The German born photographer, Patrick Lambertz, challenges stereotypes about Switzerland with an ironic twist in his latest photographic works titled “Châlets of Switzerland”.
Although Switzerland is comparatively small, there are more world-famous clichés about it than about most countries: chocolate, luxury watches, banks, cheese, Heidi and the mountains, to name just a few. Among those idealized Swiss images is the romantic wooden mountain hut – the Châlet – with open log fires and a rustic interior, embedded in high mountains and surrounded by virgin snow. Patrick Lambertz consciously utilizes this cliché with his photo series “Châlets of Switzerland”.
“Châlet” originally means barrack or hut.
Fully aware that Switzerland is, of course, much more varied and more contradictory than the stereotypes suggest, he has quite deliberately adopted the topic of the romanticized Châlet:
“The word Châlet, in its original meaning, described nothing but a barrack or shack. And barrack is generally associated with an old hut or an old building. With this ambiguity of Châlets in mind, I have spent a couple of years searching for suitable photographic objects in the winter time. On my trips through a Switzerland often glossed-over by such stereotypes, I came across a kind of parallel universe – the “Châlets” far away from the glamorous world of the idealized image. That was the starting point of this series, an actual typology of overlooked Swiss houses.”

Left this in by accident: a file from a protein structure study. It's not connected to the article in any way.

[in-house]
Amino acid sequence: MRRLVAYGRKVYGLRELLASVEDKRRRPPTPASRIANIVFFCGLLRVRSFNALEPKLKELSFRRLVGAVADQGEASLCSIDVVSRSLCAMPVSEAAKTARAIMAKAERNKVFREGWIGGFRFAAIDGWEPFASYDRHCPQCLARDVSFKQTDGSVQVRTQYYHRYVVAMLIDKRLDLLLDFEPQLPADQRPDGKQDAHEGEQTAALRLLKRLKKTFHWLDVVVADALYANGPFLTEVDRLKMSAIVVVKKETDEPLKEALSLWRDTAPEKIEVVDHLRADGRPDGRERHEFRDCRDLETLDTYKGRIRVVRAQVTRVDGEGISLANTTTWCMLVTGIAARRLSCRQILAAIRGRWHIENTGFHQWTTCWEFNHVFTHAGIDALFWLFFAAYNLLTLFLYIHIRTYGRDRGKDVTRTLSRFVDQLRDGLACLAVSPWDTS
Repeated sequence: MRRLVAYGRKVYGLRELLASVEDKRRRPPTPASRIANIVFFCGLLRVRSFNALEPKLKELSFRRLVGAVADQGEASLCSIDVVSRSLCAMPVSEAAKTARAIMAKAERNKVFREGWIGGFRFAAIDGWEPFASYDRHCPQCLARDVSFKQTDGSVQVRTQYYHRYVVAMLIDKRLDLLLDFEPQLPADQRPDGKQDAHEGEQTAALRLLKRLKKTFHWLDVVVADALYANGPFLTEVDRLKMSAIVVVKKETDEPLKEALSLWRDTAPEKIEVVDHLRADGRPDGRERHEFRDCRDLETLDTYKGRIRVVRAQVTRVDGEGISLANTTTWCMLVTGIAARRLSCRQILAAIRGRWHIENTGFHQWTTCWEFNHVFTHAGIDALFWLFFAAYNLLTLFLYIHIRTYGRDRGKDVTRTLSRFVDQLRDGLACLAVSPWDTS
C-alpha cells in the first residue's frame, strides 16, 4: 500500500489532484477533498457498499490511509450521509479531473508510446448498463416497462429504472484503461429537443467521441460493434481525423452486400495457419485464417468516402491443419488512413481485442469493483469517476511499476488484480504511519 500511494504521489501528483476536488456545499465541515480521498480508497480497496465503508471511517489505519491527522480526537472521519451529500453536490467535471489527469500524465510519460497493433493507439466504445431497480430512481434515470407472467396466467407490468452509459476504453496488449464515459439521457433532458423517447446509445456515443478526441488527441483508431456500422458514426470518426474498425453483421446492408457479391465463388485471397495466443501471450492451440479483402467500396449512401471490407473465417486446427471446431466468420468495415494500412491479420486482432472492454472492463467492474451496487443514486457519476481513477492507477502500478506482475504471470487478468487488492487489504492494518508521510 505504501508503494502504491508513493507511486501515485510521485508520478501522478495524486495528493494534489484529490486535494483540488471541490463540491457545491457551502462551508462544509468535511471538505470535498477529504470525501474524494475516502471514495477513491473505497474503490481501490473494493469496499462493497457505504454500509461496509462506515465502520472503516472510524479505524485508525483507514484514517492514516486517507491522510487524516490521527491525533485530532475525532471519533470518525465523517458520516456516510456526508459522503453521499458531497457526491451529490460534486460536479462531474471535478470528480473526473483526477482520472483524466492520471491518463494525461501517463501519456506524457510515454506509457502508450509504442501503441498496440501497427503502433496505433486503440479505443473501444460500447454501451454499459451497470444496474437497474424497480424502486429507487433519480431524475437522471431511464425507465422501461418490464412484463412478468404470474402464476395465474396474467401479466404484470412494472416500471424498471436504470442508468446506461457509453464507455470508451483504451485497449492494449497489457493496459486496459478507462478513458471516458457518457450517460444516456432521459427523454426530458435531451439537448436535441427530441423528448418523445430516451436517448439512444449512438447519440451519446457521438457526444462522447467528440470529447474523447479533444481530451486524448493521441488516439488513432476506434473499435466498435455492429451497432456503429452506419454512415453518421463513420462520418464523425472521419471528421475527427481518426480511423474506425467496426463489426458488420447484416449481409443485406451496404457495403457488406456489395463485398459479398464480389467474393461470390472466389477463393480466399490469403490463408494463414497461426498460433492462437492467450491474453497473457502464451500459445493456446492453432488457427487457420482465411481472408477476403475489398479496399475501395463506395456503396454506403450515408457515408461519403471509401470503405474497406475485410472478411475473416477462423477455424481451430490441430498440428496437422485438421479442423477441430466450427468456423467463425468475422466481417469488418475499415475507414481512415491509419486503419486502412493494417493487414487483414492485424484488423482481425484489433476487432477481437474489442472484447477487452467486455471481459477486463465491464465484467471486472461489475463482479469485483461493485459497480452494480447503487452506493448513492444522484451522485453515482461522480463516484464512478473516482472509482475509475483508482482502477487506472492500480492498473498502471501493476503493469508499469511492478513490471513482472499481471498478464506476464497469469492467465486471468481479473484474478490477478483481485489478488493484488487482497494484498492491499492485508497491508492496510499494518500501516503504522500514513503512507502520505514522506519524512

The roots of the work of Patrick Lambertz can be found in the history of photography, in the works of the Dusseldorf photographic school and the ‘New Objectivity’ movement. The photographic series of half-timbered houses realized by Bernd and Hilla Becher at the end of the 1950s was as much a godfather as the serial typology of photographer Candida Höfer. And even the strictly formal photographic art of Karl Blossfeldt echoes in the perspective of Patrick Lambertz.
In the process of photographing the most diverse Châlets, he decided to photograph them in an abstract, minimalist winter landscape. Presented this way, the Châlets stand out from a ‘Switzerland apart’ as the artist calls it.
“The buildings become the lead actor on the stage of the minimalistic winter landscape, so they can no longer be overlooked. Freed from any distraction in the surroundings, the photographs release the very own charm and individual character of each of these objects.”
Thomas Borowski, Zürich
Patrick Lambertz: Châlets of Switzerland
March 15 to 24, 2019
8852 Altendorf, Switzerland